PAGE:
Every week during term time, Matthew & Daniel go to a special needs dance class at the Deeside Dance Centre in Banchory. Its organised by SCILLS, a local charity for supporting special needs children. There’s been a steady core of about half a dozen kids going, with a varying array of needs, though up until recently its been the boys ASDs and 3 Downs girls. SCILLs have been getting their message out there though and there’s been another four kids that have been coming regularly. I think two of them are ASD and the other two are Downs.
The great thing about the mix of special needs is that the boys have learned that first of all, they’re not alone in being different. There are others there in the same boat as them, and they don’t need to feel isolated. Its an environment where they are safe and comfortable with no one around to judge them. Second, they have learned to tolerate the differences in others. To them, the others in the class are who they are. The boys don’t see a girl with Downs, or a boy with an ASD. They see a girl with brown hair, or a boy with a red shirt. Like the boys, their special needs are just part of them. Its great to see the boys just accept other people for who they are. Its a lesson a lot of people would do well to learn.
On Saturday, it was the end of their current six-week block (another block starts next week) which meant a little performance for all the parents, grandparents, brothers, sisters and carers. Because the class is up to double figures now, there were a lot of people in the studio. The first thing that struck me was how free all the kids seemed. They recognise that they’re in an environment in which they can fully express themselves without fear of hearing “you can’t do that.” And it showed. All they could see was people there encouraging them to let themselves go, appreciating their every effort. You could see the happiness on their faces, and it was infectious. They may all have special needs, but the key word is “special” and that’s what I hope they were feeling. They are all special in their own ways, and its crucial that they be allowed to express themselves and understand who they are. It really was amazing to see their joy coming out.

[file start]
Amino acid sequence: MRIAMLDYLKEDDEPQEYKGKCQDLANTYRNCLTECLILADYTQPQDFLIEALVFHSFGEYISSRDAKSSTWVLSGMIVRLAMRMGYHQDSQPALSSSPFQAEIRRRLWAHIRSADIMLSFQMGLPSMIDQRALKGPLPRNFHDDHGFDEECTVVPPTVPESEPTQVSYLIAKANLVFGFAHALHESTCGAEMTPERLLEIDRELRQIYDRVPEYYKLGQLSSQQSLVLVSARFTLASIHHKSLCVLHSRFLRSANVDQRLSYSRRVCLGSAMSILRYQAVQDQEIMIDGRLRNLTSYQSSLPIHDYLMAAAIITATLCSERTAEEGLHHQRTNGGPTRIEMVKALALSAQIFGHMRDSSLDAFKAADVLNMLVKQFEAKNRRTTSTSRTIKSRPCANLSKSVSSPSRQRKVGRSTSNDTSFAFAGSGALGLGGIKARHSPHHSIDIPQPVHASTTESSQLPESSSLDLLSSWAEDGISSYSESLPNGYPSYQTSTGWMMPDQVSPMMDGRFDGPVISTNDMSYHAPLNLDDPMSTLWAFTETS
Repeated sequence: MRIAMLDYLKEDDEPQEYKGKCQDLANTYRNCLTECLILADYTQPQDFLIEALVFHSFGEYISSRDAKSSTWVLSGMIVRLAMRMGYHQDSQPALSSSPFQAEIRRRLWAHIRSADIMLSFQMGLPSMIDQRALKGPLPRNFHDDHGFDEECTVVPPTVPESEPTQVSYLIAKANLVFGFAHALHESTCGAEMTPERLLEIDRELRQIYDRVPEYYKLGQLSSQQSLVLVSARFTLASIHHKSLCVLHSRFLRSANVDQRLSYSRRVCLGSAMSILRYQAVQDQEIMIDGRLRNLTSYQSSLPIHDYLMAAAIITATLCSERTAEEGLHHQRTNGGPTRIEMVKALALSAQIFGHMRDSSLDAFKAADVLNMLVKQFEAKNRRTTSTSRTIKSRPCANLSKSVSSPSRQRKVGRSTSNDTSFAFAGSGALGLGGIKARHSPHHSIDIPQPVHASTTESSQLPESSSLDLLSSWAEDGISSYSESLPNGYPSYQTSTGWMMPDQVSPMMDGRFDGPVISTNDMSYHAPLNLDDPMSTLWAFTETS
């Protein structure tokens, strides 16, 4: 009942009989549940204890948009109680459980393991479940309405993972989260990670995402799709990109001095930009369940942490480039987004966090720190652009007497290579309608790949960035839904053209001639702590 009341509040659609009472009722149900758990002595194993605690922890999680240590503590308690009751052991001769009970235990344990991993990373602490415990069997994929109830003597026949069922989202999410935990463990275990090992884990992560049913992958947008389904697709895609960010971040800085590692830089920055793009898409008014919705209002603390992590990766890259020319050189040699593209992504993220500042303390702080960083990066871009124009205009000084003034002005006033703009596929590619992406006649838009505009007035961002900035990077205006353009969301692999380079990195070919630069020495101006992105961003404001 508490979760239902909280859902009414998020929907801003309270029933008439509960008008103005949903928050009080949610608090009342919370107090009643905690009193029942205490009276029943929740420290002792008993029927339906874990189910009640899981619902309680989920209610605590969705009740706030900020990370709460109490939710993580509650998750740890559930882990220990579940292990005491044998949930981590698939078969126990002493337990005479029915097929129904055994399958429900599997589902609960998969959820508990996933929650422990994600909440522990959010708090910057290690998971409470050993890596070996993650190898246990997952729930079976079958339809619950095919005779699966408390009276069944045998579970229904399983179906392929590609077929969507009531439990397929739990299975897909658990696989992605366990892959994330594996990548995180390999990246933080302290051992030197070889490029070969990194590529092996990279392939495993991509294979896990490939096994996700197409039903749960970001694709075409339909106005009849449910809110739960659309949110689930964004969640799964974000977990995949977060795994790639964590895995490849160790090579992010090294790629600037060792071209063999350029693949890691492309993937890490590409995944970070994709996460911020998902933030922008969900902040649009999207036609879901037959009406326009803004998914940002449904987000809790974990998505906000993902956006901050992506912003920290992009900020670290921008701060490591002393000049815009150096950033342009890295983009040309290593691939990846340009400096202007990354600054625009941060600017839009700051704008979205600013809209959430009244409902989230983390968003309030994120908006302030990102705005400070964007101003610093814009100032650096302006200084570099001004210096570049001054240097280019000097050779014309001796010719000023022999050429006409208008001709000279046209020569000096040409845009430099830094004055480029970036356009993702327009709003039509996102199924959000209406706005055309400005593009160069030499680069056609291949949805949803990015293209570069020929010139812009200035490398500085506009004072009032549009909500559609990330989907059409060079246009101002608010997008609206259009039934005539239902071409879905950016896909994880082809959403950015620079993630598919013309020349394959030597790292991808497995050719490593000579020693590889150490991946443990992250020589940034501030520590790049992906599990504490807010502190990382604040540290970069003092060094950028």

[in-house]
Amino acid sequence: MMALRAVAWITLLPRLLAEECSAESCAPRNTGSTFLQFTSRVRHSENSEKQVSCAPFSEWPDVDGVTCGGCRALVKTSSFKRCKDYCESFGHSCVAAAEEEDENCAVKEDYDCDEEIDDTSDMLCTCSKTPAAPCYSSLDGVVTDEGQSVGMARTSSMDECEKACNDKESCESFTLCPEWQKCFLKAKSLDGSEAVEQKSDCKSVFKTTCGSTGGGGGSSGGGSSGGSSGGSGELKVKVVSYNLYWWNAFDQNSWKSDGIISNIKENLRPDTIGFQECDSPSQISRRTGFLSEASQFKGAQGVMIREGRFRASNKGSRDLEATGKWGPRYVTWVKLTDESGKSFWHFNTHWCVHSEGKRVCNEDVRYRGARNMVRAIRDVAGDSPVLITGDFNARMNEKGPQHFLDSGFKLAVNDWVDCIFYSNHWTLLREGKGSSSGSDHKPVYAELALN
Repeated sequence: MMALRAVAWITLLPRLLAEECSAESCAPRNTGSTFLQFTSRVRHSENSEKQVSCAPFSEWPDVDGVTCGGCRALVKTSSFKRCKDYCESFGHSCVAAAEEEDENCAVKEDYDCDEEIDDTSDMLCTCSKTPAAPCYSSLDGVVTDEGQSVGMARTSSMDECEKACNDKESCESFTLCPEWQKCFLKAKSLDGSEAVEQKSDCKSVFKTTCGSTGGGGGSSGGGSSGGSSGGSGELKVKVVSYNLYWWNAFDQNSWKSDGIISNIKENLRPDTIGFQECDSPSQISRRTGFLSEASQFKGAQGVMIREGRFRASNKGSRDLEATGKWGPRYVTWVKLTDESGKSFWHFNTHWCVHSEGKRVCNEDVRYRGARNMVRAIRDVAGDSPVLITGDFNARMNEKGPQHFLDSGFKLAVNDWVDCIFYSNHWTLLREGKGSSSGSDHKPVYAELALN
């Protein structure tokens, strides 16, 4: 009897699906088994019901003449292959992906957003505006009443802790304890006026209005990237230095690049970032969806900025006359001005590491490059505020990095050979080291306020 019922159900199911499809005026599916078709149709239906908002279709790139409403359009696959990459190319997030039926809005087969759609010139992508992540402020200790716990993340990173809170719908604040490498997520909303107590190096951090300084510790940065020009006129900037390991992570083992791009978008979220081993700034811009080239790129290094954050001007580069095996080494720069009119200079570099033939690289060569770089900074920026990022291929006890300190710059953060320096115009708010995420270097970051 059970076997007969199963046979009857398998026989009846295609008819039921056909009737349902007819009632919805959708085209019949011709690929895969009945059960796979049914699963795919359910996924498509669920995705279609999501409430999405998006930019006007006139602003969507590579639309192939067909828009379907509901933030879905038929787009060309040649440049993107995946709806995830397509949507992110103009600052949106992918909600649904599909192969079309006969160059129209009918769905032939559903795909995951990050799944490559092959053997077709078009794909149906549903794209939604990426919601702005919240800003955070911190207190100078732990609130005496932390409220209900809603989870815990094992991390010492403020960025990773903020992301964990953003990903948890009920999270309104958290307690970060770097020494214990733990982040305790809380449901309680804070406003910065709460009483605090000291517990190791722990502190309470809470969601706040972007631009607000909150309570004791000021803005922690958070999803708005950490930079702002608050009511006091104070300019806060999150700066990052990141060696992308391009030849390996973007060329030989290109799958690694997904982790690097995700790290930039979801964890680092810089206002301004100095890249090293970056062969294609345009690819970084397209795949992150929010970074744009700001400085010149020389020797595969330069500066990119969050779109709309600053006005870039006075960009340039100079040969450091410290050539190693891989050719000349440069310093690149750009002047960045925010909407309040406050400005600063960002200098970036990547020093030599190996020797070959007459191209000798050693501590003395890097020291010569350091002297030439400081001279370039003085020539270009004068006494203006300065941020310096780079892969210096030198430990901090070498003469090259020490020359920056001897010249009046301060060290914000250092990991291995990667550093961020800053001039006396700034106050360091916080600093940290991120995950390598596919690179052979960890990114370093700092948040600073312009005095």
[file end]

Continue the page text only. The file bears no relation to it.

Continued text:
It was lovely to see the SCILLS organiser come out for the performance (thanks to Jane’s blog postings on SCILLS) to see what a huge difference their support is making for all the kids there. Not only are the allowed to express themselves, but its helping them develop just a little bit more. Its been a terrific opportunity for them all, and its been grabbed by several pairs of hands. A little bit of help really can go a long way.